Pope Paul IV

Pope Paul IV, C.R. (Latin: Paulus IV; 28 June 1476 – 18 August 1559), born Gian Pietro Carafa, was head of the Catholic Church and ruler of the Papal States from 23 May 1555 to his death in 1559.[1][2] While serving as papal nuncio in Spain, he developed an anti-Spanish outlook that later coloured his papacy. In response to an invasion of part of the Papal States by Spain during his papacy, he called for a French military intervention. After a defeat of the French and with Spanish troops at the edge of Rome, the Papacy and Spain reached a compromise: French and Spanish forces left the Papal States and the Pope thereafter adopted a neutral stance between France and Spain.[3]


Paul IV
Bishop of Rome
Portrait engraving of Paul IV by Phelippe Soye, published in 1568 by Antonio Lafreri
Papacy began23 May 1555
Papacy ended18 August 1559
PredecessorMarcellus II
SuccessorPius IV
Consecration18 September 1505
by Oliviero Carafa
Created cardinal22 December 1536
by Paul III
Personal details
Birth nameGian Pietro Carafa
Born28 June 1476
Capriglia Irpina, Kingdom of Naples
Died18 August 1559(1559-08-18) (aged 83)
Rome, Papal States
Previous post(s)Cardinal-Priest of San Pancrazio fouri le Mura (1536–55)
Other popes named Paul
Papal styles of
Pope Paul IV
Reference styleHis Holiness
Spoken styleYour Holiness
Religious styleHoly Father
Posthumous styleNone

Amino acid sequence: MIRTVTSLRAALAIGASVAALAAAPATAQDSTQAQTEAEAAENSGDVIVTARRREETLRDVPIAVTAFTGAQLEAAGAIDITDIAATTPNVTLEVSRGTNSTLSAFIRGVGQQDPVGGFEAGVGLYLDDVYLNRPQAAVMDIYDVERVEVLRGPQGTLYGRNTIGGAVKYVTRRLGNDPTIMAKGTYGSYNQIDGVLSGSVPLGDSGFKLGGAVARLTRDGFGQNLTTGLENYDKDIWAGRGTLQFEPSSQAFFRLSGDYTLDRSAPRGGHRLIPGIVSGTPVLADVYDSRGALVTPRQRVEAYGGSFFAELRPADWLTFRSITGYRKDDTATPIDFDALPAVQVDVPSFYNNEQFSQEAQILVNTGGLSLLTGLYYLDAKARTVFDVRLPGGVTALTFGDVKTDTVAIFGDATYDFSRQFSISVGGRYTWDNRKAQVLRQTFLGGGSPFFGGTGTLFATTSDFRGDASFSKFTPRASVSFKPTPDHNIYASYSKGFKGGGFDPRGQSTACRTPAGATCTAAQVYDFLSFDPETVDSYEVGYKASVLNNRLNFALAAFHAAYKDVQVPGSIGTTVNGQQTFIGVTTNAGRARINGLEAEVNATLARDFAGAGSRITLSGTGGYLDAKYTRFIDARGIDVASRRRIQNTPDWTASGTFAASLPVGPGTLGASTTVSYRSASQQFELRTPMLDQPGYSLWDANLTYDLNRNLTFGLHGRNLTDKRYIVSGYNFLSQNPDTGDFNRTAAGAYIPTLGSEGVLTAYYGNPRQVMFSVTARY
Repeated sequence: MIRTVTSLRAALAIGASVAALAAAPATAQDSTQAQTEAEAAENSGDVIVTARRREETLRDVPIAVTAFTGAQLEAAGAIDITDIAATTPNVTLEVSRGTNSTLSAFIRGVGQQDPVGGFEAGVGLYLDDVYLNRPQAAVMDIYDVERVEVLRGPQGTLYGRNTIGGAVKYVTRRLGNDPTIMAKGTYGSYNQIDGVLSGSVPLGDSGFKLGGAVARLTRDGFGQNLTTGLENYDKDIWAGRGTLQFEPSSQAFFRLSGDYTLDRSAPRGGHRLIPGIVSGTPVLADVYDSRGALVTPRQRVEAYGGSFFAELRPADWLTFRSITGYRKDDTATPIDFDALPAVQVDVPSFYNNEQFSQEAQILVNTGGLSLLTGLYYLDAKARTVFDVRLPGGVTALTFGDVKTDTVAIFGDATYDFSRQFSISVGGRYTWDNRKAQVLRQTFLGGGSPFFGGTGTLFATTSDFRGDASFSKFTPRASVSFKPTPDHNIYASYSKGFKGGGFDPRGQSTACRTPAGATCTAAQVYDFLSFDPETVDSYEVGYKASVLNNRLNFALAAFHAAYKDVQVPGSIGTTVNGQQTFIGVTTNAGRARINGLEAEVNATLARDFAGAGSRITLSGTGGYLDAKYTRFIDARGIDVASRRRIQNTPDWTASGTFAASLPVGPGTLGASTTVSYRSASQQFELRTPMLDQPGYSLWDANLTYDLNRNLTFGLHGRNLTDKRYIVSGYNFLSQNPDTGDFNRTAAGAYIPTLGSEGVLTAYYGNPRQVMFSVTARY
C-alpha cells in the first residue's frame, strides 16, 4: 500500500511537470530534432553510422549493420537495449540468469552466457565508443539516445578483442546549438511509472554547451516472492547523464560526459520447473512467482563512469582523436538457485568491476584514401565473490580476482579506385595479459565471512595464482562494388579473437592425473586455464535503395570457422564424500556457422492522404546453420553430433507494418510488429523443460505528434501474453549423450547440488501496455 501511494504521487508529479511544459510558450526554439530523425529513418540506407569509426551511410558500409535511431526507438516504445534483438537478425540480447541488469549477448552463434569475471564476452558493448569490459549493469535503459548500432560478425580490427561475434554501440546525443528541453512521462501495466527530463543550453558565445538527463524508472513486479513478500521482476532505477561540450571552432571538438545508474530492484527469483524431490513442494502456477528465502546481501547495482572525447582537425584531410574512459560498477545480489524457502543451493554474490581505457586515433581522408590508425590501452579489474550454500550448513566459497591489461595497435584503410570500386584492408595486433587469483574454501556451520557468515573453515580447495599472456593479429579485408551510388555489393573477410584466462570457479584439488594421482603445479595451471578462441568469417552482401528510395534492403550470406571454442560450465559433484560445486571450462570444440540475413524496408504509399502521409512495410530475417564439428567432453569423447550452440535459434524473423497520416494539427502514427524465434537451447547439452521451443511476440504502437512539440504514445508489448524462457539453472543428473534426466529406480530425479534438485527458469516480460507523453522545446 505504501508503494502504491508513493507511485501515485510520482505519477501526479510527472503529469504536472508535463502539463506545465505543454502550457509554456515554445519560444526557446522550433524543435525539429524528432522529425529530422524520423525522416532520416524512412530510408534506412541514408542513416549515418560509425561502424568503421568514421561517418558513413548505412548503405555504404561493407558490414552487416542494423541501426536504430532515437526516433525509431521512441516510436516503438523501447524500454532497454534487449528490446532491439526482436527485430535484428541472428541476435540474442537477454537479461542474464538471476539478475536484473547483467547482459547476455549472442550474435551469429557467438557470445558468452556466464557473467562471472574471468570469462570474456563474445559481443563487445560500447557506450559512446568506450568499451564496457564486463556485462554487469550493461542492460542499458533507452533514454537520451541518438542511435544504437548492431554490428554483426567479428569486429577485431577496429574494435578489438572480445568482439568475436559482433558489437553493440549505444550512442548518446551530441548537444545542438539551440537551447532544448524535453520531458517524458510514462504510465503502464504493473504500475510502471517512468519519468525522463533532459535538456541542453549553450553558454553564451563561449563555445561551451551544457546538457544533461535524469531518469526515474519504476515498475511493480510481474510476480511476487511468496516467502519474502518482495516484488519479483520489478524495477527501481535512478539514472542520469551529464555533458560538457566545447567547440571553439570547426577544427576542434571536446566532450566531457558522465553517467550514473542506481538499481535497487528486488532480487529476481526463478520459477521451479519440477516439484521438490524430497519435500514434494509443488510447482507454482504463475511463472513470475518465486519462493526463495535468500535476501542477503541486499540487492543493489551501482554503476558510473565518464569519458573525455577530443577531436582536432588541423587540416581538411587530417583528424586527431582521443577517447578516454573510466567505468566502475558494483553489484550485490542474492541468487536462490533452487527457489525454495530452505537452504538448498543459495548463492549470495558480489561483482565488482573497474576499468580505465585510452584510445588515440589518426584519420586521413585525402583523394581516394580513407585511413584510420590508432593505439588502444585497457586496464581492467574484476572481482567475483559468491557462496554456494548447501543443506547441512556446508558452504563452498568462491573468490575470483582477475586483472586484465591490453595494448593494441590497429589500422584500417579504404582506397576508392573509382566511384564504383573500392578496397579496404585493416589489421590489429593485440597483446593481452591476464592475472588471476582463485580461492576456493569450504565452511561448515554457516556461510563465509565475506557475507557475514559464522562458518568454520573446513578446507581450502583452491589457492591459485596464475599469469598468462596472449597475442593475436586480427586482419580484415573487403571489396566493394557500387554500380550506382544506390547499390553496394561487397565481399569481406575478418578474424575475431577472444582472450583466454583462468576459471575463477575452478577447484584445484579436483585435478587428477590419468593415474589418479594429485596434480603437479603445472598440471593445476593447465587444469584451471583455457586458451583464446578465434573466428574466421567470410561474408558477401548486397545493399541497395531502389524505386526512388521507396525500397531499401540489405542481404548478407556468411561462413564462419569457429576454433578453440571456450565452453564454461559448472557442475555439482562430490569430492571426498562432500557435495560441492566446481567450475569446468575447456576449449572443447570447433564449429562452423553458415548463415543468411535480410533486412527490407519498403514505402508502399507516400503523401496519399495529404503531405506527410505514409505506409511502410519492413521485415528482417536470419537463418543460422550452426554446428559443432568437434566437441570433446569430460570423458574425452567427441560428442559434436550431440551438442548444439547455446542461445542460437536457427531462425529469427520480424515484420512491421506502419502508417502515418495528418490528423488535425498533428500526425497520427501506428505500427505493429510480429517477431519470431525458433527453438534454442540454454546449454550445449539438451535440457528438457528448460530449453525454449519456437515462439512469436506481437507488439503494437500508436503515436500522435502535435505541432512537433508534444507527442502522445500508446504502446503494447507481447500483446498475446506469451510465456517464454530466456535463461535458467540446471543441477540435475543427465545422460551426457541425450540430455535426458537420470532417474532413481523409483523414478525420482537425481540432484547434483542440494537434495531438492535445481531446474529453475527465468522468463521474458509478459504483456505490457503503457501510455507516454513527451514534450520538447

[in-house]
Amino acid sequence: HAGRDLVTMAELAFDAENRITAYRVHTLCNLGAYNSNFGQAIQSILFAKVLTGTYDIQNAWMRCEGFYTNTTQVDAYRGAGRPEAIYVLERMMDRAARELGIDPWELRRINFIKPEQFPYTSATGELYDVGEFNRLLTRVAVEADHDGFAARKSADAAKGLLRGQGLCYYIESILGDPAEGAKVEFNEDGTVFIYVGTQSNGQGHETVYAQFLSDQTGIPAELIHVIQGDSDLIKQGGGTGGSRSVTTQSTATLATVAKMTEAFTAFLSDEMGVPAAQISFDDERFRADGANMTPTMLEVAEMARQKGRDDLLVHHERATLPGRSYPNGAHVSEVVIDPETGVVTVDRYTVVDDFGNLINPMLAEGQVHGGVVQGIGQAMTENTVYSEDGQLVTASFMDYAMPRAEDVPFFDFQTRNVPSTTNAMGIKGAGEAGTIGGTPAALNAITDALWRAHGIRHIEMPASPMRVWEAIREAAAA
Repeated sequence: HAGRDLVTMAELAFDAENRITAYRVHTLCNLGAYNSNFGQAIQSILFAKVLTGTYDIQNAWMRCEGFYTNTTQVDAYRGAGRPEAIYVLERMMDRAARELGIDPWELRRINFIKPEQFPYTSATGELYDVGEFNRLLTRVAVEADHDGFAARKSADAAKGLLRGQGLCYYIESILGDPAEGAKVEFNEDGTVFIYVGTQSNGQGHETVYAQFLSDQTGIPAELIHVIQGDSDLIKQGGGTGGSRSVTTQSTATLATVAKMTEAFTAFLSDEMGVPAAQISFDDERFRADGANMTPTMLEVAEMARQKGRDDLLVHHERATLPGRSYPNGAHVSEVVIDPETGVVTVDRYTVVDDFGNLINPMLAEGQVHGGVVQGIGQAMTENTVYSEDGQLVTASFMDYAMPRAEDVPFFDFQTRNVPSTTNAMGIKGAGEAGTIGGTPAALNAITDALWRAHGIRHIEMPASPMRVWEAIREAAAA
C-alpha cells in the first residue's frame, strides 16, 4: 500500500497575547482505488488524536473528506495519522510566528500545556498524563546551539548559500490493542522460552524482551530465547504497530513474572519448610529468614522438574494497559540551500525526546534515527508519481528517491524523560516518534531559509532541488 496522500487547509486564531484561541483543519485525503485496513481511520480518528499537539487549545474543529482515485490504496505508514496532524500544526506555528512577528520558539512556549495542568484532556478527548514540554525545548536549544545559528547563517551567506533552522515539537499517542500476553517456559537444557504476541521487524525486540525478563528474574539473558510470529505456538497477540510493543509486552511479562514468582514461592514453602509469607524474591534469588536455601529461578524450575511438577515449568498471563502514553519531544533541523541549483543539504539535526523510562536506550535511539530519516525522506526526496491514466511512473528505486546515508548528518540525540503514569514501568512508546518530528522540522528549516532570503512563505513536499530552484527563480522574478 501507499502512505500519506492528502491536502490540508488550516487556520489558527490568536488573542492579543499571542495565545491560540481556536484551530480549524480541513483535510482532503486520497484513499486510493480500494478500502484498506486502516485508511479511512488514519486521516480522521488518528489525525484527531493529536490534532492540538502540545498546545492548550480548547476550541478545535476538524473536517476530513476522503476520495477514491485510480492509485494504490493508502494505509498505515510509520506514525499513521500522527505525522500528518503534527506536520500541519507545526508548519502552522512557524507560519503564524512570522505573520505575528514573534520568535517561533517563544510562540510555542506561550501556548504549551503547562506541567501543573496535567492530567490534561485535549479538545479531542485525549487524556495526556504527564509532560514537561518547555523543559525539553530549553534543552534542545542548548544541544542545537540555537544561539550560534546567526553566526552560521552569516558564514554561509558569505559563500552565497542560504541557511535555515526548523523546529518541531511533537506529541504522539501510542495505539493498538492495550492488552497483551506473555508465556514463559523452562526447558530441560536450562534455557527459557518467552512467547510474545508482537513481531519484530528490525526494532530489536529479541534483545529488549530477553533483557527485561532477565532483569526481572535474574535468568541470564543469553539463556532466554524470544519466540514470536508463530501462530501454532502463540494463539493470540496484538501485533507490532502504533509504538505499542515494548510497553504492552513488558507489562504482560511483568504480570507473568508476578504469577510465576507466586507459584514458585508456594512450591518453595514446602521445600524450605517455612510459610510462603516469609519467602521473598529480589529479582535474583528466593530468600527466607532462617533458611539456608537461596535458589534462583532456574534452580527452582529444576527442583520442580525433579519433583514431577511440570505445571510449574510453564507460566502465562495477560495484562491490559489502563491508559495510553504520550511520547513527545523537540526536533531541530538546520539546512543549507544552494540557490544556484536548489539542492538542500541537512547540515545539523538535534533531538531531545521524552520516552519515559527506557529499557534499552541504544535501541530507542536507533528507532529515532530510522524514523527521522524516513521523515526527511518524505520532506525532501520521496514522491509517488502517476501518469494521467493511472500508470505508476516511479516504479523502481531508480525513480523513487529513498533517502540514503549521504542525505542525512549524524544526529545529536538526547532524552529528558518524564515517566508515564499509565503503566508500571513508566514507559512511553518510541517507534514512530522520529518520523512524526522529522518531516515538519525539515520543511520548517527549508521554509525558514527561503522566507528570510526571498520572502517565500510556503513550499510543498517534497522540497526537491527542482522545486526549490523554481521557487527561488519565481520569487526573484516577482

Carafa was appointed bishop of Chieti, but resigned in 1524 in order to found with St. Cajetan the Congregation of Clerics Regular (Theatines). Recalled to Rome, and made Archbishop of Naples, he worked to re-organize the Inquisitorial system in response to the emerging Protestant movement in Europe, any dialogue with which he opposed (the inquisition itself had been first instituted by Pope Innocent III who first regulated inquisitional procedure in the 13th century). Carafa was elected pope in 1555 through the influence of Cardinal Alessandro Farnese in the face of opposition from Emperor Charles V. His papacy was characterized by strong nationalism in reaction to the influence of Philip II of Spain and the Habsburgs. The appointment of Carlo Carafa as Cardinal Nephew damaged the papacy further, and scandals forced Paul to remove him from office. He curbed some clerical abuses in Rome, but his methods were seen as harsh. In spite of his advanced age he was a tireless reformer and issued new decrees and regulations daily, unrelenting in his determination to keep Protestants and recently immigrated Marranos from gaining influence in the Papal States. He had some hundred of the Marranos of Ancona thrown into prison; 50 were sentenced by the tribunal of the Inquisition and 25 of these were burned at the stake. Paul IV also issued the Papal bull Cum nimis absurdum which allowed the Jews to live in Rome but confined them to the neighbourhood claustro degli Ebrei ("enclosure of the Hebrews") later known as the Roman Ghetto. He died highly unpopular, to the point that his family rushed his burial to make sure his body would not be desecrated by a popular uprising.